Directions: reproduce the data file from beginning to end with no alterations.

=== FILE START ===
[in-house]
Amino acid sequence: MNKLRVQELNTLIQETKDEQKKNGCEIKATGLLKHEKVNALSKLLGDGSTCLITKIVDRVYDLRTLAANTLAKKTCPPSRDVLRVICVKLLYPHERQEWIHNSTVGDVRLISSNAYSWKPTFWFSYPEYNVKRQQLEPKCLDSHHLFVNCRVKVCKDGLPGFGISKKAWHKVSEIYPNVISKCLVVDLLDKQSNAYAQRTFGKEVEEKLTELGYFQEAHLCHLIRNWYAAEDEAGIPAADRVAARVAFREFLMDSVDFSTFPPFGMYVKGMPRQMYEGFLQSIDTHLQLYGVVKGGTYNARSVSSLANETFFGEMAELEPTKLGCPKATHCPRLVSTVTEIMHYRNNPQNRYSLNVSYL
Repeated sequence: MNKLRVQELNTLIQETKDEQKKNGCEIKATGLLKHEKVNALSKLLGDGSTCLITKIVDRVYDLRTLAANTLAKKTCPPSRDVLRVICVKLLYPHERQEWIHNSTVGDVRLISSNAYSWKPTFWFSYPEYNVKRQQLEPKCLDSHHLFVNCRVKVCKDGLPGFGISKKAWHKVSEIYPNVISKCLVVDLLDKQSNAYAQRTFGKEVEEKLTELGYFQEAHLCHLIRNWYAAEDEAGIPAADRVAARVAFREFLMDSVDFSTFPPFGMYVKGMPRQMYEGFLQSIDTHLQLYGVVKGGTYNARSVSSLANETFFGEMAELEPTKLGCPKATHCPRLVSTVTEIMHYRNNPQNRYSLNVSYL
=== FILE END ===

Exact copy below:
[in-house]
Amino acid sequence: MNKLRVQELNTLIQETKDEQKKNGCEIKATGLLKHEKVNALSKLLGDGSTCLITKIVDRVYDLRTLAANTLAKKTCPPSRDVLRVICVKLLYPHERQEWIHNSTVGDVRLISSNAYSWKPTFWFSYPEYNVKRQQLEPKCLDSHHLFVNCRVKVCKDGLPGFGISKKAWHKVSEIYPNVISKCLVVDLLDKQSNAYAQRTFGKEVEEKLTELGYFQEAHLCHLIRNWYAAEDEAGIPAADRVAARVAFREFLMDSVDFSTFPPFGMYVKGMPRQMYEGFLQSIDTHLQLYGVVKGGTYNARSVSSLANETFFGEMAELEPTKLGCPKATHCPRLVSTVTEIMHYRNNPQNRYSLNVSYL
Repeated sequence: MNKLRVQELNTLIQETKDEQKKNGCEIKATGLLKHEKVNALSKLLGDGSTCLITKIVDRVYDLRTLAANTLAKKTCPPSRDVLRVICVKLLYPHERQEWIHNSTVGDVRLISSNAYSWKPTFWFSYPEYNVKRQQLEPKCLDSHHLFVNCRVKVCKDGLPGFGISKKAWHKVSEIYPNVISKCLVVDLLDKQSNAYAQRTFGKEVEEKLTELGYFQEAHLCHLIRNWYAAEDEAGIPAADRVAARVAFREFLMDSVDFSTFPPFGMYVKGMPRQMYEGFLQSIDTHLQLYGVVKGGTYNARSVSSLANETFFGEMAELEPTKLGCPKATHCPRLVSTVTEIMHYRNNPQNRYSLNVSYL